Argues that Hannah Arendt's two major philosophical works, The Human Condition and The Life of the Mind, reveal not a dependency upon Heidegger, but rather a constant and increasing ironic debate with him.
Appearing for the first time in English, this book by Jacques Taminiaux is a systematic investigation into Hannah Arendt's intellectual relationship to Heidegger, the implications of which are indispensable to understanding the philosophical choices of our times.
Beginning his investigation with Heidegger's 1924-25 lecture course on Plato's Sophist, wherein Heidegger originally formulated his fundamental ontology, Taminiaux focuses on the student Hannah Arendt's first encountering "a set of problems of immediate importance and urgency. " The author shows that Arendt's The Human Condition may be read both in its structure and in its themes—action, the world, the principle of individuation, the public realm—as a veritable retort and reply to Heidegger. Arendt is likened to the Maid from Thrace, a reference to Plato's Theaetetus wherein the Maid laughs at the philosopher who, while walking with his gaze to the stars above, falls into a well. But Arendt's critique of Heidegger cuts much deeper than this. While the political import of Arendt's work has long been recognized, Taminiaux's book systematically develops the philosophical framework which helps give shape to those political views. Thus one of the functions of The Life of the Mind, Taminiaux argues, is to reject the rigid division between the speculative thinker and the "common man", or the vita contemplativa and the vita activa.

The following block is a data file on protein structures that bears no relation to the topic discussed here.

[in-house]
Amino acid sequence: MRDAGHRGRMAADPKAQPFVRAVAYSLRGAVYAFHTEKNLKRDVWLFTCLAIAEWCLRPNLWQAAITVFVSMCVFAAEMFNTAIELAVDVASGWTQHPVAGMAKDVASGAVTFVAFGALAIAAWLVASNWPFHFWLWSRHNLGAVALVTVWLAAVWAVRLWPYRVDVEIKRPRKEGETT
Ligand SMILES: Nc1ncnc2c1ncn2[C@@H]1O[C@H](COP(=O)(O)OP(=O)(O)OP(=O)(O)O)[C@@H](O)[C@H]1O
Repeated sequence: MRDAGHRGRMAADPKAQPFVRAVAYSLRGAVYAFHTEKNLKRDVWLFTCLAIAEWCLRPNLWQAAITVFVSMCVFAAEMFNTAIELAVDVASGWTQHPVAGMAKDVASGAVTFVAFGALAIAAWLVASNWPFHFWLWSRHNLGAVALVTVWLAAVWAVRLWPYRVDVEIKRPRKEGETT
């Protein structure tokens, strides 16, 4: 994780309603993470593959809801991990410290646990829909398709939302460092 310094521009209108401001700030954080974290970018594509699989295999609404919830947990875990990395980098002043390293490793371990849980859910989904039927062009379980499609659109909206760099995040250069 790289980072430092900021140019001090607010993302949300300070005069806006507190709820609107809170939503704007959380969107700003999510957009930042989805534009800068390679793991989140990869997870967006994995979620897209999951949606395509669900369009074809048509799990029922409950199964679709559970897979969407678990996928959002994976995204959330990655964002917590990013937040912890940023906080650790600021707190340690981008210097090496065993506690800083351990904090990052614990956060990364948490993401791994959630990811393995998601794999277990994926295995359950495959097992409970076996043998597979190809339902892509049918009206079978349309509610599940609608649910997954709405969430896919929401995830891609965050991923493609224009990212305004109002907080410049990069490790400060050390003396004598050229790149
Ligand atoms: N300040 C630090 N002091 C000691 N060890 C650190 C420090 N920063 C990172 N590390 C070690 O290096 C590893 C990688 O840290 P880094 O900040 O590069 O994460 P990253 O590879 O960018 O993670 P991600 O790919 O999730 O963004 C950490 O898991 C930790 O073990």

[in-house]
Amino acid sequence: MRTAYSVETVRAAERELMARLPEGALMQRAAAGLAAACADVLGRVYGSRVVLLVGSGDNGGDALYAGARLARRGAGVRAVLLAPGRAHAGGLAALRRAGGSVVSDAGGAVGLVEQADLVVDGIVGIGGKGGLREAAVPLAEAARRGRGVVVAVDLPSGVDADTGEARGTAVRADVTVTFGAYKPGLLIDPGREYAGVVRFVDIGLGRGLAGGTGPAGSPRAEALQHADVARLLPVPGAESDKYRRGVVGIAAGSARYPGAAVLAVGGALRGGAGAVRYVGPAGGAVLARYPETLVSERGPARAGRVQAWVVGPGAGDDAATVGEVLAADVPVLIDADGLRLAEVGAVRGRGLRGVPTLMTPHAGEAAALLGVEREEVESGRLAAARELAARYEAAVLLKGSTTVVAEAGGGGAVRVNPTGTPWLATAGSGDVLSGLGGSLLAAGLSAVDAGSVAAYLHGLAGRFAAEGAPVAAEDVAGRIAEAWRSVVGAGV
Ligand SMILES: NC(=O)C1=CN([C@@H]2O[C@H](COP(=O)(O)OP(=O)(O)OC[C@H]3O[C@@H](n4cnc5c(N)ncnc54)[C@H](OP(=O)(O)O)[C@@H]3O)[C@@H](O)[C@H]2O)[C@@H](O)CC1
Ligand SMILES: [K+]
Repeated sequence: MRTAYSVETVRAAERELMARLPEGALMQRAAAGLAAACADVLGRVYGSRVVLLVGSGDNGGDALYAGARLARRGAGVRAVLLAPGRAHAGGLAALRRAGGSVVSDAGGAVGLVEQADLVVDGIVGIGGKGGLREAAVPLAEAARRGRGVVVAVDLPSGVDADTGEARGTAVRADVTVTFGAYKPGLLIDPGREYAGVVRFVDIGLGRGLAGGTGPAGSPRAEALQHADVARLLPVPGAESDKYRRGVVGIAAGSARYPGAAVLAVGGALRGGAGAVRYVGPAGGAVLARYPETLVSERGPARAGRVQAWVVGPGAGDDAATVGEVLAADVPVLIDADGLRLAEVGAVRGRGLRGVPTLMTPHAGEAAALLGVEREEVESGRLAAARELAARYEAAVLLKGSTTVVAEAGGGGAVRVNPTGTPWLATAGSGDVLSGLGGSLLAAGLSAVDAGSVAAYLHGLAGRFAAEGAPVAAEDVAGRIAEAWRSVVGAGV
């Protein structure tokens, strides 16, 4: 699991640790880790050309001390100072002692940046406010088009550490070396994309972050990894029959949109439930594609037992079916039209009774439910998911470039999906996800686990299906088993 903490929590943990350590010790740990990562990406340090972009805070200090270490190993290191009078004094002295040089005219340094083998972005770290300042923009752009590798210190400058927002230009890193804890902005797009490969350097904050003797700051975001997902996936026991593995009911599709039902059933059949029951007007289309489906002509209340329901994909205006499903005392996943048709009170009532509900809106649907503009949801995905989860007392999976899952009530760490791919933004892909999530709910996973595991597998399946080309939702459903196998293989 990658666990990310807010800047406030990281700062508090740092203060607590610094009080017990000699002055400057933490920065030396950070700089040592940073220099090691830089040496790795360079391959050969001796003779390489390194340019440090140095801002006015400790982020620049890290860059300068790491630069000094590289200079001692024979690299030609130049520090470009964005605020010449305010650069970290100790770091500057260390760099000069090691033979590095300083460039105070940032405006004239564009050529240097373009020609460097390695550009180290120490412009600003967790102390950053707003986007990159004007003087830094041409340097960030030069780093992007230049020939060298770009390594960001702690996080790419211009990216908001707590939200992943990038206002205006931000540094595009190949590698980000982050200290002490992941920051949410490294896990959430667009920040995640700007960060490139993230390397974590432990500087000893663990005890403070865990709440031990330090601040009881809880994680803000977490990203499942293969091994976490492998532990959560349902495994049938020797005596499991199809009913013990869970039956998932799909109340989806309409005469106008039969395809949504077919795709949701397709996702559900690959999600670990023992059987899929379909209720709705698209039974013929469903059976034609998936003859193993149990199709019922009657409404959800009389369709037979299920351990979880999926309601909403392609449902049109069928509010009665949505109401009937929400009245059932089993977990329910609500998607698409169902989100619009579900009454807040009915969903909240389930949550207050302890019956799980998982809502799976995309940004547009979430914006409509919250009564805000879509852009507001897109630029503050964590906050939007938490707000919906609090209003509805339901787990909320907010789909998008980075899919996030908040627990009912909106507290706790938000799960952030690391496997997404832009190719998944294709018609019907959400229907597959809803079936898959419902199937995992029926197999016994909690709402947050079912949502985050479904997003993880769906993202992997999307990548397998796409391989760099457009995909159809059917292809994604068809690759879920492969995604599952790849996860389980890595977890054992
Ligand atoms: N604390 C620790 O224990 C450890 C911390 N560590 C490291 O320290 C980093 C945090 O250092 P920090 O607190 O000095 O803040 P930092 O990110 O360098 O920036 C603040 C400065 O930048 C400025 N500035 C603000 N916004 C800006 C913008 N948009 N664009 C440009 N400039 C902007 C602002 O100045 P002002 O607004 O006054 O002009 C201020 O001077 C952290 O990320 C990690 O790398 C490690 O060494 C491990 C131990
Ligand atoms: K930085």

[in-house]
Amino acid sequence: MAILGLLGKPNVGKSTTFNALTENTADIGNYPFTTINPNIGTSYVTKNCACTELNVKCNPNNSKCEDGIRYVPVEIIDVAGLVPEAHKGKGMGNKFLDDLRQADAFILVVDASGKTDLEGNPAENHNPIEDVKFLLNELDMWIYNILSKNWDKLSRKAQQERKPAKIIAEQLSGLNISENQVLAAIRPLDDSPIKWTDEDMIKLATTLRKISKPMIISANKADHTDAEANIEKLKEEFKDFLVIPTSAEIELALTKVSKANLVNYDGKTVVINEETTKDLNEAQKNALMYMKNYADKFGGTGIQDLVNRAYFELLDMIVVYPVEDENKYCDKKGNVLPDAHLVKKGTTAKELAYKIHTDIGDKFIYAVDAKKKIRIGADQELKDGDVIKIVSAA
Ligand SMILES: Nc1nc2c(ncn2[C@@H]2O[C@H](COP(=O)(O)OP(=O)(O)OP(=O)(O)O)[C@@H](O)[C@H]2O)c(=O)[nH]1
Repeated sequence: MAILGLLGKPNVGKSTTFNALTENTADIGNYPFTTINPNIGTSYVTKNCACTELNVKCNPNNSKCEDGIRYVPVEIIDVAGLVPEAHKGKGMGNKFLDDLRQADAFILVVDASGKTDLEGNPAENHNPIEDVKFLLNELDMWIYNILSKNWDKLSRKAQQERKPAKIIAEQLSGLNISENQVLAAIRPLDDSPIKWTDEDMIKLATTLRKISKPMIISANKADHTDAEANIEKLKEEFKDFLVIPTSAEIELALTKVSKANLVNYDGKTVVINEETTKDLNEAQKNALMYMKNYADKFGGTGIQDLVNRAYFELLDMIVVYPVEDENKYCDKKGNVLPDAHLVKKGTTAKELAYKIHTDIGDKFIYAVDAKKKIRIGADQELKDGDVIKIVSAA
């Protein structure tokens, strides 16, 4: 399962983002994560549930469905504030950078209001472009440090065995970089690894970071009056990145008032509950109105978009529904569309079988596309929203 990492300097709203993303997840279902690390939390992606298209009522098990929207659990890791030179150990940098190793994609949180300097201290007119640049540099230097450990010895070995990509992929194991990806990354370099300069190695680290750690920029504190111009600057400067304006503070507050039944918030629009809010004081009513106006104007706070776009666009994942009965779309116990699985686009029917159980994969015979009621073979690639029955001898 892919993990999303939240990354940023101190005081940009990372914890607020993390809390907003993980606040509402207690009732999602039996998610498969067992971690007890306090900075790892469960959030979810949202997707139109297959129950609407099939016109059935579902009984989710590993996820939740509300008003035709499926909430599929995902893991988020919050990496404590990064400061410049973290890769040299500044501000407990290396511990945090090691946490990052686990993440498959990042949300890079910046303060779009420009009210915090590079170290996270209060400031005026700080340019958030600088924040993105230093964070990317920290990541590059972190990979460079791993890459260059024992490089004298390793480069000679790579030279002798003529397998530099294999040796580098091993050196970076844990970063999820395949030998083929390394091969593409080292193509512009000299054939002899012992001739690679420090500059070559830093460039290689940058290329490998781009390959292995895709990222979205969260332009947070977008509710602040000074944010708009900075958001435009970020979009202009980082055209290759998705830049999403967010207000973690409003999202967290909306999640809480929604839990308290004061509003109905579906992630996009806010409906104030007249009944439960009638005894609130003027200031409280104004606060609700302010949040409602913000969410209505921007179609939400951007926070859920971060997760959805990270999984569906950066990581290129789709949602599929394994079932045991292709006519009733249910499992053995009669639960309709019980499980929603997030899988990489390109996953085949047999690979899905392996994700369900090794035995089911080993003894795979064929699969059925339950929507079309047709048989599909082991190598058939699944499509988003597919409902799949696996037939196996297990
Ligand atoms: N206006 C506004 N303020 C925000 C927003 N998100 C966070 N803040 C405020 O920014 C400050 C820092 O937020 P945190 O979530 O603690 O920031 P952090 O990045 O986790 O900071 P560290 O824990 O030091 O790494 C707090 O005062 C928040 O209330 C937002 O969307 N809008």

Contrary to other recent studies on these two figures, Taminiaux claims "that Arendt's two major works. ..reveal at every page not at all a dependency upon Heidegger. ..but rather a constant, and increasingly ironic, debate with him. " In the process, Heidegger's philosophical work is interpreted in terms of its own political significance.
Jacques Taminiaux is Professor of Philosophy at Boston College and former Director of the Center for Phenomenological Studies at the University of Louvain-la-Neuve. He is the author of Heidegger and the Project of Fundamental Ontology and Poetics, Speculation, and Judgment: The Shadow of the Work of Art from Kant to Phenomenology, both published by SUNY Press. Michael Gendre is Associate Professor of Philosophy at Al Akhawayn University in Ifrane, Morocco.
"An outstanding contribution to a subtle understanding of the intellectual relationship between Heidegger and Arendt…This superb study is essential for anyone interested in Heidegger, Arendt, or the fate of twentieth century political thinking. " — Richard J. Bernstein, Vera List Professor of Philosophy and Chair, The New School for Social Research